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[pct-l] Did Lowder have an ice axe?
This whole discussion reminds me of the coverage of the Mount Everest
disaster a few years back. I remember listening to other climbers
analyzing what went wrong. Certainly, part of what they were doing was
trying to understand what happened... but I also came away convinced
that the climbers were desperately looking for mistakes so they could
say "ah, he made a mistake... I won't do that, so this can't happen to
I have never climbed through the Sierra Nevada, and if I am ever blessed
with the opportunity I will carry an ice axe. I have climbed mountains
in the Adirondacks in February (with snowshoes, 12 point crampons AND an
ice axe), and I know for a certainty that there are lots of ways to fall
and that an ice axe will only help for some of them.
Hiking is beautiful, and pretty darn safe. There are risks, just like
there are when we drive to work or ride a bicycle on the road. We all
end up deciding what our own level of comfort and risk is. For me, I'll
hike solo in the summer but not in the winter... that's where my choice
is. Maybe if I didn't have children I'd hike solo in the winter too...
I don't know.
Anyway, I just wonder how much of the fascination with John Lowder's
death has to do with preventing future tragedies, and how much has to do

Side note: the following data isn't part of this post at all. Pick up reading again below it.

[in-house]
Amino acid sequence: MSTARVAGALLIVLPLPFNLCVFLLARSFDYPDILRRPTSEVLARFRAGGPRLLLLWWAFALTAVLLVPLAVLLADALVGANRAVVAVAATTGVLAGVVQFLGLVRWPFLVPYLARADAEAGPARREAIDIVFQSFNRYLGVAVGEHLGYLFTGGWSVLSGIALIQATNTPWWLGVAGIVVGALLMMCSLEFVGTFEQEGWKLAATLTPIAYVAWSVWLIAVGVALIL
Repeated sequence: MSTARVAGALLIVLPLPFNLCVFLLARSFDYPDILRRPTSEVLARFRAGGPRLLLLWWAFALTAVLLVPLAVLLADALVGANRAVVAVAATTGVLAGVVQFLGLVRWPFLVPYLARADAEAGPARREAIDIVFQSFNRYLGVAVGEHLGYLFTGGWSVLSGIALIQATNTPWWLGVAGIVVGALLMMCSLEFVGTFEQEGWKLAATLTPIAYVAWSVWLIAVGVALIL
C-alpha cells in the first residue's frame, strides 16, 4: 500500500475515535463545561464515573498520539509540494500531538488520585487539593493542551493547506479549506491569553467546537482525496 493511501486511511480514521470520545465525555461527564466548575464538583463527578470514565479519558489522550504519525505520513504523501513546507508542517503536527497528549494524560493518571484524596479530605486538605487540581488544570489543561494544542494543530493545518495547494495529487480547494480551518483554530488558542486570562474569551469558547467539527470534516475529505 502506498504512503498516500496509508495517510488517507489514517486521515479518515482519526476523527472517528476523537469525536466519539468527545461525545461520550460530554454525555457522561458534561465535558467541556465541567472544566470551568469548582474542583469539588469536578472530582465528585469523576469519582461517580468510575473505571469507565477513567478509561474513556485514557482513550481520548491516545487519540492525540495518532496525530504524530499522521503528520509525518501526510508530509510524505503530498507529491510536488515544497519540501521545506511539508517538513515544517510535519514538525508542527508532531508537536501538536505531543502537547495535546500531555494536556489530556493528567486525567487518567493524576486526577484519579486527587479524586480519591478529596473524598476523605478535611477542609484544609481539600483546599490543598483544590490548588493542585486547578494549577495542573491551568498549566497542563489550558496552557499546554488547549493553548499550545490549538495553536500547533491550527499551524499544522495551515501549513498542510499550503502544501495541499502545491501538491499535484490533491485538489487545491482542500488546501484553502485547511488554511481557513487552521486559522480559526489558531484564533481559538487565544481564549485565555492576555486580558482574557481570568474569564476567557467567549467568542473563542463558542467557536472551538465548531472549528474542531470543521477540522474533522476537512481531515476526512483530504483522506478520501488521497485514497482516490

with assuaging that nibbling dark fear in all of us that says "this
could have happened to me."
On Mon, 2002-02-25 at 12:13, larry hillberg wrote:
I'd like to put this debate to bed for all time.
John did not have an ice axe - perhaps one of many
reasons he turned back. I am the person Charlie
referenced as having been at New Army Pass closely
following on John's heels, Hi Charlie. It was snowing
in the morning and John's plan was to camp at Rock
creek and head to Army Pass the next day. It turned
out to be a beautiful day and John continued to the
pass with me some distance behind him. The pass was
impassable, at least in my opinion, due to a huge snow
cornice that had formed at the top, and yes I had an
ice axe and yes I attempted the pass after taking a
look at it from the side from a position off of the
snow. I got far enough along to see that it was too
dangerous to continue and to determine that nobody had
gone ahead of me. The only evidence of anyone even
having been on the snow were a couple of footprints on
the flat snow far away from the cliff edge where
someone had stepped onto the snow and retreated. If
John went down on the snow I would have known it and
could have called for help. Guilt, deserved or not,
is a terrible thing to live with. I suspect that
John, like me, went close to the edge on rocky terrain
to see if there was a way to navigate the pass.
Either a rock slipped or John tripped or he suffered a
sudden spell of vertigo sending him over the edge to
the snow chute below. We will never know what
happened but ice axes, or lack of, didn't factor in
here, nor did weather.
I'd like to see John remembered for the wonderful
person and accomplished hiker that he was, instead of
the hair-brained incompetent that we are trying to
turn him into. Please!